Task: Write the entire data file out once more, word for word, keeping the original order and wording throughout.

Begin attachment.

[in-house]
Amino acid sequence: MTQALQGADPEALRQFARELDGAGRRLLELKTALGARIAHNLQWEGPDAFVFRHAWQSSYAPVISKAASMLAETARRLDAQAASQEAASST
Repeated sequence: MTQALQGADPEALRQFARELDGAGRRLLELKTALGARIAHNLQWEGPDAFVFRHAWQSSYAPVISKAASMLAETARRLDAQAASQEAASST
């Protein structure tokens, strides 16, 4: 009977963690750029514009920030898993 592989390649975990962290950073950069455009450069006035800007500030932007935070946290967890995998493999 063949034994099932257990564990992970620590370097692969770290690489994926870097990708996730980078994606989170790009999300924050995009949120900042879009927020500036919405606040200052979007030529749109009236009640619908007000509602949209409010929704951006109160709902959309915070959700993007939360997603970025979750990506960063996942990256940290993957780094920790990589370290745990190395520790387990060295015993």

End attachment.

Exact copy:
[in-house]
Amino acid sequence: MTQALQGADPEALRQFARELDGAGRRLLELKTALGARIAHNLQWEGPDAFVFRHAWQSSYAPVISKAASMLAETARRLDAQAASQEAASST
Repeated sequence: MTQALQGADPEALRQFARELDGAGRRLLELKTALGARIAHNLQWEGPDAFVFRHAWQSSYAPVISKAASMLAETARRLDAQAASQEAASST
């Protein structure tokens, strides 16, 4: 009977963690750029514009920030898993 592989390649975990962290950073950069455009450069006035800007500030932007935070946290967890995998493999 063949034994099932257990564990992970620590370097692969770290690489994926870097990708996730980078994606989170790009999300924050995009949120900042879009927020500036919405606040200052979007030529749109009236009640619908007000509602949209409010929704951006109160709902959309915070959700993007939360997603970025979750990506960063996942990256940290993957780094920790990589370290745990190395520790387990060295015993």